The thing that takes some getting used to isn’t so much the void you’ve created in this world, it’s the one that has been created in you. It’s how you spend the weekend chasing down the beer you’ve only just read about, not for anything other than to quench your own curiosity. You find you’ve spent two hours googling "kettle souring" and figuring out where and when it started. You wake up in the middle of the night with ideas, and spend your vacation looking for breweries no one has ever heard about. Not because it helps your career, or because you need it for work, but because you want to. Because the industry you tried to make your job became your hobby and your most fascinating interest.

slow-cooker-beer-caramelized-onion-grilled-cheese2

You want to figure out if you can make caramelized onions in a slow cooker because that just seems like it makes sense, but you can’t do it without immediately wanting to add beer. Because craft beer is always an app open in your brain that is running somewhere in the background. because it’s more than just beer, it’s a community, a knowledge base, an art and you can’t stop thinking about it.

Or maybe that’s just me.

slow-cooker-beer-caramelized-onion-grilled-cheese4

I used Lagunitas WTF for these onions. It also pairs really well with this little sandwich. Perfect for a football game, even if you might have to share.

Slow Cooker Beer Caramelized Onion Grilled Cheese Sandwiches

Yield: 6 servings

Ingredients

    For the Onions
  • 2 sweet white onions (Walla Walla, Maui, Vidalia)
  • 1 tablespoon unsalted butter
  • 3 tablespoons brown sugar
  • ½ cup beer*
  • 1 teaspoon salt
  • For the Sandwiches
  • 1 French baguette, sliced on the bias
  • 8 oz sharp cheddar, sliced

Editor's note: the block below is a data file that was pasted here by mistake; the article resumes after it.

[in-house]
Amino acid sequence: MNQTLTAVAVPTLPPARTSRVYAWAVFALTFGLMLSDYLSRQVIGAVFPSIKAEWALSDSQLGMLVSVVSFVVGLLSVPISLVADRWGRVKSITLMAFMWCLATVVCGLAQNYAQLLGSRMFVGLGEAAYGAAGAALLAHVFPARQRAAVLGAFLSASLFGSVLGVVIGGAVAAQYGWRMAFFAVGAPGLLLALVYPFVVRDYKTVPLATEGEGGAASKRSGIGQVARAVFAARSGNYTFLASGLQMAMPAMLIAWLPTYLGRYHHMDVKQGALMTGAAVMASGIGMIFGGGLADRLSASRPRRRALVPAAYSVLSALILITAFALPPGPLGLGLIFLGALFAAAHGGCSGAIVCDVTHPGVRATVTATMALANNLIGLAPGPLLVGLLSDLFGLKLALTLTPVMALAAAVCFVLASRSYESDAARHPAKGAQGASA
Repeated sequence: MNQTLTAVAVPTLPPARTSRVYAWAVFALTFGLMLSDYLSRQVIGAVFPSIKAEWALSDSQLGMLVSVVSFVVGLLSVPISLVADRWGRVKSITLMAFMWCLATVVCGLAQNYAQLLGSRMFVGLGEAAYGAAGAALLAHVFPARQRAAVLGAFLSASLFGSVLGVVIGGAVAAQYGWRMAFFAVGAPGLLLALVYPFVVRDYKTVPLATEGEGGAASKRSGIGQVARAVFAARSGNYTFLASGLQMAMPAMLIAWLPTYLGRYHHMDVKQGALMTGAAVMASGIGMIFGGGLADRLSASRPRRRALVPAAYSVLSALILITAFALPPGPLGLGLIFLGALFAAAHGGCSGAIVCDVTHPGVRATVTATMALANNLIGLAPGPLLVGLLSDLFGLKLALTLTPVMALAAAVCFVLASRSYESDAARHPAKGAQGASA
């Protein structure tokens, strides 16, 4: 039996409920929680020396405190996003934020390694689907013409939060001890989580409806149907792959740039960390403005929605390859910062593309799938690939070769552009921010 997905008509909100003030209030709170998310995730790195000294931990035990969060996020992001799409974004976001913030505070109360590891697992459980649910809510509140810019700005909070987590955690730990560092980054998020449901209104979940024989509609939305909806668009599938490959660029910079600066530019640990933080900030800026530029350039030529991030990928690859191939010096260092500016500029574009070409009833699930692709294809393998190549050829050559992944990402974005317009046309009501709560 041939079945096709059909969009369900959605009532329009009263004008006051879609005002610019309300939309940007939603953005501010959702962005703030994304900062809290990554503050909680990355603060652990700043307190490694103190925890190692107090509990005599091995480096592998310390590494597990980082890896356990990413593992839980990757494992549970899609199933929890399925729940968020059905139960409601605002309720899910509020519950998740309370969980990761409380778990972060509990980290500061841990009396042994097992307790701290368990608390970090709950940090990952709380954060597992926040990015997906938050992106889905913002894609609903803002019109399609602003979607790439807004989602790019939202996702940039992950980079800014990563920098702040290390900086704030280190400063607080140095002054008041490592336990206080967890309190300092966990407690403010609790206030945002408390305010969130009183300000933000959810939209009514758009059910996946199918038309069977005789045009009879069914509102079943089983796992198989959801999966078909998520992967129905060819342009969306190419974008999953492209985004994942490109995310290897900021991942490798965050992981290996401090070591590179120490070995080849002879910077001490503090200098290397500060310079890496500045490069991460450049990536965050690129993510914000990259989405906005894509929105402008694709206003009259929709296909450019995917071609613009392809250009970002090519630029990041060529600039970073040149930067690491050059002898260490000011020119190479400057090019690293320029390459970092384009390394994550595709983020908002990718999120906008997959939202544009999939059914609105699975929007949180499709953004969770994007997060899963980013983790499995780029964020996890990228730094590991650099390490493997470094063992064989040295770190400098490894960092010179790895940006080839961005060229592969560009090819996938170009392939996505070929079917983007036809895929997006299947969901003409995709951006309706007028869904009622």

• 4 oz goat cheese
  • Butter for cooking

Instructions

  1. Thinly slice the onions.
  2. Add the onions, butter, brown sugar, beer and salt to a slow cooker. Cook on low for 8 to 10 hours or until soft and dark. Stir occasionally, if possible.
  3. Use the onions immediately, or store in an airtight container in the refrigerator for up to a week.
  4. Butter one side of each slice of bread. Add a few slices of cheese to the non-buttered side, top with a tablespoon or two of the caramelized onions, a few teaspoons of goat cheese, then more slices of cheddar. Top with another slice of bread, buttered side out.
  5. Cook in a pan over medium high heat until cheese has melted and butter is golden brown. Slice and serve immediately.

Notes

Use a darker, malty beer. A brown ale, stout, porter or Belgian ale will work really well.

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I use this slow cooker (affiliate link).

slow-cooker-beer-caramelized-onion-grilled-cheese1

Brown Sugar Barley and Belgian Ale Peach Skillet Crisp + What Does Barley DO for Beer?

Brown Sugar Barley and Belgian Ale Peach Skillet Crisp9

Let’s say beer is a rock band. Hops are the loud front man that gets all the attention. The ingredient that everyone talks about and no one can ignore. Yeast is the rowdy, wily, drummer who’s hard to control but sets the tone for what’s going on, without him you have nothing. Barley is the bass player. It’s the backbone and deep thread that runs through it all. Barley is the John Paul Jones, the Flea, the Bootsy Collins. Barley drives the van, and books the shows and rarely gets the credit deserved.